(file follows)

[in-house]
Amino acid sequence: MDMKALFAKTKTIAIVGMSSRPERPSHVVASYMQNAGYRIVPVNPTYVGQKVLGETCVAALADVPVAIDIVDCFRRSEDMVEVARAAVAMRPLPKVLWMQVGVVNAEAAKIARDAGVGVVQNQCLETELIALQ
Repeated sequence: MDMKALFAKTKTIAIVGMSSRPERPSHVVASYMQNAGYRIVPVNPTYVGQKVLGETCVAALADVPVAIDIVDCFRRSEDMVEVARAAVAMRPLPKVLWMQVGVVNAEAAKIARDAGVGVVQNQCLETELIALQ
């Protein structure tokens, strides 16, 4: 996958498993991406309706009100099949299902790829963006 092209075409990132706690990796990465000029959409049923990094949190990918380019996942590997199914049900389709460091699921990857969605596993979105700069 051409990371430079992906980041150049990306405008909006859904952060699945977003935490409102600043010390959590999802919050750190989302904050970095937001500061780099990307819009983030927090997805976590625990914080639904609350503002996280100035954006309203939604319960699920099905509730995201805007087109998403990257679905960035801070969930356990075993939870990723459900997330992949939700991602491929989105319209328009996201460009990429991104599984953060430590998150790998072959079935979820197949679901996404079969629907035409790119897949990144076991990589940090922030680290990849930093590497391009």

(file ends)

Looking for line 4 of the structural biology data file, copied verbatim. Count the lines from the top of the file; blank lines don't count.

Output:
């Protein structure tokens, strides 16, 4: 996958498993991406309706009100099949299902790829963006 092209075409990132706690990796990465000029959409049923990094949190990918380019996942590997199914049900389709460091699921990857969605596993979105700069 051409990371430079992906980041150049990306405008909006859904952060699945977003935490409102600043010390959590999802919050750190989302904050970095937001500061780099990307819009983030927090997805976590625990914080639904609350503002996280100035954006309203939604319960699920099905509730995201805007087109998403990257679905960035801070969930356990075993939870990723459900997330992949939700991602491929989105319209328009996201460009990429991104599984953060430590998150790998072959079935979820197949679901996404079969629907035409790119897949990144076991990589940090922030680290990849930093590497391009």